This week, the United Methodist Church put a pastor on trial named Frank Schaefer for officiating at the wedding of his gay son. The judge, retired bishop Al Gwinn, ruled out as inadmissible any defense arguments based on scripture or other sections of the Book of Discipline, reasoning that only “the facts” of what Schaefer did were relevant to determining the verdict. While I understand the rationale and practical limitations that necessitate this approach to justice, I do not think it does justice to justice. The promise that we receive in scripture is that God judges according to the heart. Hebrews 4:12-13 says: “Indeed, the word of God is living and active, sharper than any two-edged sword, piercing until it divides soul from spirit, joints from marrow; it is able to judge the thoughts and intentions of the heart. And before him no creature is hidden, but all are naked and laid bare to the eyes of the one to whom we must render an account.” Continue reading
It’s a strange and beautiful thing to hear someone preaching your own thoughts in a sermon. That’s what happened for me last summer when I heard Pentecostal preacher Jonathan Martin‘s sermon series “The Songs of Ascent” about King David and the Psalms. My whole life, I have been on a journey of trying to understand the nature of worship. Growing up Baptist, I was instilled with a zeal for sincerity in worship. What is the difference between truly worshiping God and putting on a performance? In one sermon last summer, Jonathan said that King David’s worship was to delight in the discovery of God’s delight in him. This beautiful way of framing things is at the heart of Jonathan’s new book Prototype, which I would buy and ship to every Christian who has been wounded or disillusioned by the church if I had the money. Continue reading
Today is Easter. It’s also Cesar Chavez’s birthday. Google decided to put Cesar Chavez’s face on its search page today and all hell broke loose among the professional agitators who have made a career out of being offended. So now we have a “war on Easter” in addition to the “war on Christmas.” Because curious Google viewers could click on the bio of a Christian social justice activist whose life exudes the meaning of Easter.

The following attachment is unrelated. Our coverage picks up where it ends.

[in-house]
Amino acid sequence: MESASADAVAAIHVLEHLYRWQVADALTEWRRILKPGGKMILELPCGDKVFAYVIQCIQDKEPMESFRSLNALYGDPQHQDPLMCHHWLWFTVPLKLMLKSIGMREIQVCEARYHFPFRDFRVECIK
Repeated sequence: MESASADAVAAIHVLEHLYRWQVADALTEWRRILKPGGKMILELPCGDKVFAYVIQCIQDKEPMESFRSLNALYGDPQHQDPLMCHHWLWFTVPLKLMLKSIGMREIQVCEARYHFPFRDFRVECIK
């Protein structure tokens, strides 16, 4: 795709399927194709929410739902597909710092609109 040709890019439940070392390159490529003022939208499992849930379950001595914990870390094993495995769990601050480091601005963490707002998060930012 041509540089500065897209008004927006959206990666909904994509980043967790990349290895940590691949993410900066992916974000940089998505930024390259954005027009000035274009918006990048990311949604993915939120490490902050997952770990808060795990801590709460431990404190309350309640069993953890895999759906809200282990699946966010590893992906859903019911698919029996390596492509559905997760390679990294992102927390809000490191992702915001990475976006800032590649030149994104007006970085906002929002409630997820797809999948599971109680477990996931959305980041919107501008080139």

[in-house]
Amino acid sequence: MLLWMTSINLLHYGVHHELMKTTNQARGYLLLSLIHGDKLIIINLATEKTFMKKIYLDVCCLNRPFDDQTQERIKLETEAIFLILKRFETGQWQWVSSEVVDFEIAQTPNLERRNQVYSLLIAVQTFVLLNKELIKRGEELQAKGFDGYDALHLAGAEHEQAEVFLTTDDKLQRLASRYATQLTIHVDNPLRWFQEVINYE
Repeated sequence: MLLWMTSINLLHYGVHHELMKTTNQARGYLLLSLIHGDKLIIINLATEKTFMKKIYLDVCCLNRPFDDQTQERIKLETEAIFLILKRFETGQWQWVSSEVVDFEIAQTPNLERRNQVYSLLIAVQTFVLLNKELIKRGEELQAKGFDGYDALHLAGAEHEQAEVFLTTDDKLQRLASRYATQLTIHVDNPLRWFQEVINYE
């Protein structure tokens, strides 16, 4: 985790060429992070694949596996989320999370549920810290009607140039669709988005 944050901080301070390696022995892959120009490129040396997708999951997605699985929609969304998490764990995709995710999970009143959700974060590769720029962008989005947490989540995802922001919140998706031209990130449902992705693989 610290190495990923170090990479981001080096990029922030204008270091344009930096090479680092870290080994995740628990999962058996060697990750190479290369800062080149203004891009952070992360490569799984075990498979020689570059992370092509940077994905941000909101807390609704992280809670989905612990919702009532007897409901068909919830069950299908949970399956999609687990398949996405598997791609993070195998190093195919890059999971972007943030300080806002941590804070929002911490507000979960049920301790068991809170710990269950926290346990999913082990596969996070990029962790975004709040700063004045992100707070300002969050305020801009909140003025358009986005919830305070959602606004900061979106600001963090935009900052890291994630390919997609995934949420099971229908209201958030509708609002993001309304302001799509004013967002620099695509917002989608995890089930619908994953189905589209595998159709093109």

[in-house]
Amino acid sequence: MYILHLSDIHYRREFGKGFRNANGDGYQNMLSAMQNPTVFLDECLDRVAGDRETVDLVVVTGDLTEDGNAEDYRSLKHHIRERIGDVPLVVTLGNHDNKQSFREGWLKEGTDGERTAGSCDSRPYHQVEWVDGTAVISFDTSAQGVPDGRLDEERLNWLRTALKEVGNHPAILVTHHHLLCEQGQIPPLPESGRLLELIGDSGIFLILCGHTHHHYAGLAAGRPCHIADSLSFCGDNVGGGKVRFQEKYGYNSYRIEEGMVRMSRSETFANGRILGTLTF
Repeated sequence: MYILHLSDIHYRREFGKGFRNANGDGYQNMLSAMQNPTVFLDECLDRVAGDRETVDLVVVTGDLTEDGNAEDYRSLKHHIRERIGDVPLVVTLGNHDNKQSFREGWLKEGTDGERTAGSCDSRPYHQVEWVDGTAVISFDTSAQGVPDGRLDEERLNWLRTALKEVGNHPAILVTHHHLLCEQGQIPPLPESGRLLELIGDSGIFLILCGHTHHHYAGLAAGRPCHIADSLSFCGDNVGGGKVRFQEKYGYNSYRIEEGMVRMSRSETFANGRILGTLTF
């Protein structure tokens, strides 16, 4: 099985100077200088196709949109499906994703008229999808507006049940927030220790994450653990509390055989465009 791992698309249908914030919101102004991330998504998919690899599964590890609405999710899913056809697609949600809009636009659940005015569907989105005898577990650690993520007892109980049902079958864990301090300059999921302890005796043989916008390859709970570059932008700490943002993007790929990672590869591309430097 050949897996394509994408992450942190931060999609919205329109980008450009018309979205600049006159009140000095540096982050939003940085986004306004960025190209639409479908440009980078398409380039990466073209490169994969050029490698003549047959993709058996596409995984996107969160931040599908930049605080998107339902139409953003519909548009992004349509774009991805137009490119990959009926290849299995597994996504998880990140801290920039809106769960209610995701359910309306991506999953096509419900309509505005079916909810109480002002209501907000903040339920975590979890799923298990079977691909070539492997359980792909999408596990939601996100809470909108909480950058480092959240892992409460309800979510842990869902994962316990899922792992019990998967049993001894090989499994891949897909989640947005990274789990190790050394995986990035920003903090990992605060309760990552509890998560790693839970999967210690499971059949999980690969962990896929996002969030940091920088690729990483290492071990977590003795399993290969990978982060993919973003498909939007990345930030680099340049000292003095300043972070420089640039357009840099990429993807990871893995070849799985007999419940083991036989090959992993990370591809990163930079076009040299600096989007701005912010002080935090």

Is Jesus saving the world from us? It’s a different way to talk about salvation, but honestly it’s the gospel that I’m hoping to be true as an evangelical afflicted by what Rachel Held Evans calls “the scandal of the evangelical heart.” When did we become the Pharisees Jesus came to Earth to stop us from being? How many of us have been secretly asking that question in our minds? How many of us need to be saved from a toxic salvation? I really feel that we are in the midst of a great awakening. The legion of demons that poisoned our gospel for so long is running off a cliff in a herd of hateful pigs, leaving us to wake up in the graveyard where we chained ourselves. We are discovering that Satan is our accuser and oppressor, not God. We are realizing that our need to be right and justify ourselves has kept us inside a tomb whose stone was rolled away by Jesus. So I wanted to share five things God has been teaching me over the past few years about what Jesus saves us from and what He saves us for. Continue reading